// Create bot dialogs
bot.dialog('/', function (session) {
    session.send("Hello World");

If you want to save your changes so far and push the new files to your repo, you can either use Visual Studio Code to commit and push to GitHub (see screenshot gif), or type these steps into Node.js Command Prompt:

>git status
>git add .
>git commit -m "Created package.json and app.js"
>git push origin master

Type in your username and password to authenticate pushing to GitHub.
Refresh GitHub online repo to see changes.

Watch this screenshot gif to see how to push changes to GitHub straight from VS Code:

  1. Type in a Commit message in the message box
  2. Click the check mark icon or hit Ctrl+Enter to commit a local git change
  3. Click the “…” icon for the option to Sync, Pull, or Push to GitHub.

Set up a Microsoft Azure App Service

You’ve probably noticed that you need to do something about that appId: ‘YourAppId’, appPassword: ‘YourAppPassword’ code. The AppId is chosen and the AppPassword is generated when your Bot is registered with the Microsoft Bot Framework Connector.

When you fill out the registration form, you’ll need to have deployed a web app to Azure to get your Endpoint URL.

Let’s jump over to, and sign in with a Microsoft Account to take care of that now.

How to create a Microsoft Account and Azure Subscription:

By default, the bot should be published as a Microsoft Azure App Service.

Click on “App Services” in the left blue bar, then click on “Add +”. Fill out the form to create a Web App service. Give it a unique name (preferably what you want YourAppId to be), set the default resource group, app service plan, and server location, using your Azure subscription. (Don’t have one? You can get a free trial from here:

Click “Create” when you’re done. The URL assigned to this new web app will be Save this URL for later.

How to create an Azure-accessible REST endpoint exposing a callback for the Connector service:

Register a Bot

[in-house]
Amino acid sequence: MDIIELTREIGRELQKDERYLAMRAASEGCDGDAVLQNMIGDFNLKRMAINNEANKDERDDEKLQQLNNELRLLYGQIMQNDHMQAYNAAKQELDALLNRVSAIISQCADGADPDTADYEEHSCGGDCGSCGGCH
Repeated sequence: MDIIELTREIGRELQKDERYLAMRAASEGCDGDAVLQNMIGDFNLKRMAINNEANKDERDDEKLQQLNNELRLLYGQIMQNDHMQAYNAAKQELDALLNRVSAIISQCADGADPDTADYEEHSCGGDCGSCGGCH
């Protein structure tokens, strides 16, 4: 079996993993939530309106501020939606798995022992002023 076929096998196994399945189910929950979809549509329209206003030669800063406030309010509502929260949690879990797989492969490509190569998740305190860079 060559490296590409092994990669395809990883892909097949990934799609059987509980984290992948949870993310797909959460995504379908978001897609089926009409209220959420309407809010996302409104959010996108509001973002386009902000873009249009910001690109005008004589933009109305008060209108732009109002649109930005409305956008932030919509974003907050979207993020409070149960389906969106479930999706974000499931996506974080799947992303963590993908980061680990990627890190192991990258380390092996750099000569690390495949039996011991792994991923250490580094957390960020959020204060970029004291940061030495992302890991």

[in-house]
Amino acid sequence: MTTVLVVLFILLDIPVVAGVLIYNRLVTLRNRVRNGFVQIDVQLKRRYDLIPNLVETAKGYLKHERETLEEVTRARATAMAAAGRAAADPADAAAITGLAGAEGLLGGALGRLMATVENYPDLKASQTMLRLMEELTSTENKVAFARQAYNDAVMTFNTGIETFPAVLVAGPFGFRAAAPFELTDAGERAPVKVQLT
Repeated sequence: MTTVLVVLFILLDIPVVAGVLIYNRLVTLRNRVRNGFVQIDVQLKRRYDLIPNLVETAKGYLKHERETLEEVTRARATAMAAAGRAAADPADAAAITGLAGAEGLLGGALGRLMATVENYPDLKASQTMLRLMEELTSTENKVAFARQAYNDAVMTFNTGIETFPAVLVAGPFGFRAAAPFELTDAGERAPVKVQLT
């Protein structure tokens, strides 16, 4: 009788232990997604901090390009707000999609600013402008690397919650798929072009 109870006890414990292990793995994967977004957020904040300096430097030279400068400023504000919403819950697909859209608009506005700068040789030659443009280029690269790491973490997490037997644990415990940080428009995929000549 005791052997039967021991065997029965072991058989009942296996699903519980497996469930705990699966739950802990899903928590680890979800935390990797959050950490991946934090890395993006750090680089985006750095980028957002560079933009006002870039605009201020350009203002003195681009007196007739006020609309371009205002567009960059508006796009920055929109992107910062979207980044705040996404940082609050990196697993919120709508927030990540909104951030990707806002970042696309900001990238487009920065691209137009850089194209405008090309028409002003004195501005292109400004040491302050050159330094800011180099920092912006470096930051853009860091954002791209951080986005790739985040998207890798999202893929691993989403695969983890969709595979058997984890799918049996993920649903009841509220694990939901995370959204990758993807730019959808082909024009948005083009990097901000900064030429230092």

Go to (Sign in with your Microsoft Account here, too.)

Click on “Register a Bot” and fill out the registration form following the site’s instructions.

Copy and paste the URL you saved from your Azure portal into the “Endpoint” field. Prefix the URL with “https” instead of “http”. Add “/API/Messages” to the end of the pasted URL. Azure will take care of providing HTTPS support on your bot.

(CAUTION: this endpoint URL is CaSe SeNsItIvE! Writing “API/Messages” in one place and “api/messages” in another will break your project!) 

You can use if you need a quick privacy URL. You can use your GitHub repository ReadMe URL as your bot’s website.

When you get to the bottom of the form, under Config Info, type in a new AppID of your own choosing.

Click on “Register” and hit “OK!”

Take note of your newly generated AppPassword and YourAppId.

Watch this screenshot gif to see how.

Keep your App ID and your AppPassword handy while you click on Microsoft Bot Framework’s Documentation. In the table of contents, you can search for “Bot Builder for Node.js” > “Getting Started” to view Microsoft’s documentation on making conversational bots using Node.js. This is where I found the above “Hello World” code.

In your app.js code, swap out ‘YourAppId’ and ‘YourAppPassword’ for the values that you just generated by registering your bot.

Test your bot (Windows Only)

Use the Bot Framework Emulator to test your bot on http://localhost:3000/api/messages.

Install the emulator from here and then start your bot in the Node.js command prompt window.

>node app.js

Start the emulator, enter your AppId, AppPassword, and the localhost REST endpoint, and say “hello” to your bot. (Note that the first request after your Bot starts up can take 20-30s as Azure starts up the web service for the first time. Subsequent requests will be quick.) This simple viewer will let you see the JSON object returned by your Bot.

Check out Microsoft Bot Framework Part 2 for more info on how to protect your code secrets by using Environment Variables and complete a Hello World bot!

Comments (2)

  1. Bhoomesh says:

    i am able to post my sample project on azure and if test connection in bot registration page i am getting ‘ok’ response.
    actually my problem is i am not getting reply from BOT if i type ‘hi’ it should give ‘Hello world’ but it’s not working.


  2. iamliam says:

    When trying to test my connection to the bot…I have appended /api/messages correctly as far as i can i don’t see the error BUT i keep getting “NotFound The resource you are looking for has been removed, had its name changed, or is temporarily unavailable.” error. ;-(